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Dissection of the functional domains and ATP binding sites of carbamoyl phosphate synthetase from Escherichia coli
The putative domains of the large subunit of carbamoyl phosphate synthetase from Escherichia coli have been isolated and characterized for carbamoyl phosphate synthesis, ATP synthesis, and bicarbonate-dependent ATPase activity. Through analysis of five different constructions of the large subunit, it has been determined that the putative domains are not independently active units within the protein. The results suggest that the entire length of the large subunit polypeptide is required for activity and stability. Additionally, at least the carboxy-terminal domain appears to be necessary for adequate small subunit interaction. The catalytic functions of the amino-terminal and carboxy-terminal halves of the large subunit of carbamoyl phosphate synthetase have been identified using site-directed mutagenesis. The mutations on the amino-terminal half, G176I and G180I, caused slight reduction in the rate of synthesis of ATP from ADP and carbamoyl phosphate (the partial ATP synthesis reaction), but the bicarbonate-dependent ATPase reaction velocity was reduced to less than 10% of the wild-type rate. The mutant G722I, which is on the carboxy-terminal half, caused the partial ATP synthesis reaction to be reduced by one order of magnitude but the bicarbonate-dependent ATPase reaction was reduced only slightly. These results have been interpreted to suggest that the amino-terminal domain contains the portion of the large subunit that is involved with phosphorylation of bicarbonate to carboxyphosphate. The carboxy-terminal domain contains a region of the enzyme that catalyzes the phosphorylation of carbamate to carbmoyl phosphate. Site-directed mutagenesis was additionally used to substitute two strictly conserved histidine residues on the large subunit of carbamoyl phosphate synthetase with asparagine residues. Based on preliminary data from pH rate profiles and chemical modification studies with diethylpyrocarbonate, it is suggested that one or more histidine residues may play a role in the carbamoyl phosphate synthetase mechanism. Site-directed replacement of histidine-243 to asparagine resulted in the loss of all catalytic activity for carbamoyl phosphate synthesis, but the partial ATPase and ATP synthesis activities remained unchanged. The replacement of histidine-788 to asparagine also resulted in loss of carbamoyl phosphate synthesis. The partial ATPase activity, however, was reduced ten-fold. This activity could be restored in the presence of saturating concentrations of glutamine. The partial ATP synthetase activity was unaffected in the H788N mutant. These results indicate that the reaction of ammonia with carboxyphosphate has been disrupted by these modifications.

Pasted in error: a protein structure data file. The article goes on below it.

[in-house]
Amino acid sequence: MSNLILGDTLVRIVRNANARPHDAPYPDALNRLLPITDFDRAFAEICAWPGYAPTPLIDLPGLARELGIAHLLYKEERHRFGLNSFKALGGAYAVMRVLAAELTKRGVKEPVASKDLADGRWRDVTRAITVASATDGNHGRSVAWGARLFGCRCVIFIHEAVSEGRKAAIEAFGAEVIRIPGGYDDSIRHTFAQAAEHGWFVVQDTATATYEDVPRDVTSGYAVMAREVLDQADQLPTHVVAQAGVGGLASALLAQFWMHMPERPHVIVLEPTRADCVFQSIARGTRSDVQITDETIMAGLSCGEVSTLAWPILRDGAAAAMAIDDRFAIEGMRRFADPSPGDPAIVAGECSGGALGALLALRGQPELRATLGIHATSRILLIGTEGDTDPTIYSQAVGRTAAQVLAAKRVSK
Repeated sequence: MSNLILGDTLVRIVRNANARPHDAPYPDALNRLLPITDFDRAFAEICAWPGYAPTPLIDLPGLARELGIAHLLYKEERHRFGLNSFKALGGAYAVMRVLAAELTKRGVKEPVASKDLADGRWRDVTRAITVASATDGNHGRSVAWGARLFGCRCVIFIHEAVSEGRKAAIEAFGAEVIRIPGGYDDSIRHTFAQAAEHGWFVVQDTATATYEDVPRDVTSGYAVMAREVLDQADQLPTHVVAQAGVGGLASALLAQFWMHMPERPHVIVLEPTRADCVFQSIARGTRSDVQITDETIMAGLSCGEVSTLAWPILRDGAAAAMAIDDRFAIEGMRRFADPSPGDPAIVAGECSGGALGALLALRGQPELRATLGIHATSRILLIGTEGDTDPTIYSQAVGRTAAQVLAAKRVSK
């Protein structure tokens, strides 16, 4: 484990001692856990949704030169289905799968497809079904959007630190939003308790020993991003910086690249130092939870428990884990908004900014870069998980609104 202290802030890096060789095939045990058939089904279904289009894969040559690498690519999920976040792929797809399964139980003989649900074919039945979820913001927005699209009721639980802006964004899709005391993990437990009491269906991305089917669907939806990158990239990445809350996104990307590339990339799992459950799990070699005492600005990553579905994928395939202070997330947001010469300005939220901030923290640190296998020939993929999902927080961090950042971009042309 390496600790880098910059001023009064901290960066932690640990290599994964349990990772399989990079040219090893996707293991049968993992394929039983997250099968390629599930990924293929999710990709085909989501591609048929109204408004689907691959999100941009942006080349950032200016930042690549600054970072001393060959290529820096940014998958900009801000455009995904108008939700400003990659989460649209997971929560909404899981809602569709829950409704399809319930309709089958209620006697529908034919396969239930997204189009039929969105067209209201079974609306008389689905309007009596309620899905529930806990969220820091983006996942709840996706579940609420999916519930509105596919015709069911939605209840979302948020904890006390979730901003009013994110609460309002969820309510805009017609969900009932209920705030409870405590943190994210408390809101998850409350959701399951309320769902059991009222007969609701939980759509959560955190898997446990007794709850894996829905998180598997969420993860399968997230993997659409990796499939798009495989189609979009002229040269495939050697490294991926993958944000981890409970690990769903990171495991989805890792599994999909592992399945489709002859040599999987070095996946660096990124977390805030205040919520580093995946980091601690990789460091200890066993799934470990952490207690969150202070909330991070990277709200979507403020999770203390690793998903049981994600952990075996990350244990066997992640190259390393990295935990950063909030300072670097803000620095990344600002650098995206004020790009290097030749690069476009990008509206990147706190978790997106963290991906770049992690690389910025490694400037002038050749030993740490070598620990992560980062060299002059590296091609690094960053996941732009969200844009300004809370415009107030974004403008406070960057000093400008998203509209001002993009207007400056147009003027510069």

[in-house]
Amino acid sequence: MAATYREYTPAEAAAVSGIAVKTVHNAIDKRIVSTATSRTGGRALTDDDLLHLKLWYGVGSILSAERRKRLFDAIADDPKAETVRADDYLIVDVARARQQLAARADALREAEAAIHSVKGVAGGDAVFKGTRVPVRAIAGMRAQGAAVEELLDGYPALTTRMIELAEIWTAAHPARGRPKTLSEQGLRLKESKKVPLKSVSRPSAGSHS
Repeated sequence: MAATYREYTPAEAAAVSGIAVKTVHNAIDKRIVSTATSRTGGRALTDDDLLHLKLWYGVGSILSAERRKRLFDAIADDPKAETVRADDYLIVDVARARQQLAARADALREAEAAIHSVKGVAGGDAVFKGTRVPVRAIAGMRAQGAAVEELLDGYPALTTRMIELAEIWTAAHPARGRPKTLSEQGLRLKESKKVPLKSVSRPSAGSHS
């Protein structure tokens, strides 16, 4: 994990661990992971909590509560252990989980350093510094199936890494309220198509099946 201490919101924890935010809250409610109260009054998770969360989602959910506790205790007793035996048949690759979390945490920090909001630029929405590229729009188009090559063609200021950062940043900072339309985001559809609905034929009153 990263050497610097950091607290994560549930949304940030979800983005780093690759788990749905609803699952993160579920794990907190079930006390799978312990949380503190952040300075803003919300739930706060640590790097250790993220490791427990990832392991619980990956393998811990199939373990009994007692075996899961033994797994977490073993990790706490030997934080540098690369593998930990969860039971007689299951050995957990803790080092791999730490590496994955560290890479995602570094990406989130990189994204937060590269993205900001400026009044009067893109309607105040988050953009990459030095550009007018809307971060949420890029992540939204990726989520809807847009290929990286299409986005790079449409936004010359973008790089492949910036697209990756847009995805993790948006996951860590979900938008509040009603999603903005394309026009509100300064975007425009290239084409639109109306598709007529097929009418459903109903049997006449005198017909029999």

1990 Dissertation P851
Binding sites (Biochemistry)
Post, Laura Elaine (1990). Dissection of the functional domains and ATP binding sites of carbamoyl phosphate synthetase from Escherichia coli. Texas A&M University. Texas A&M University. Libraries. Available electronically from
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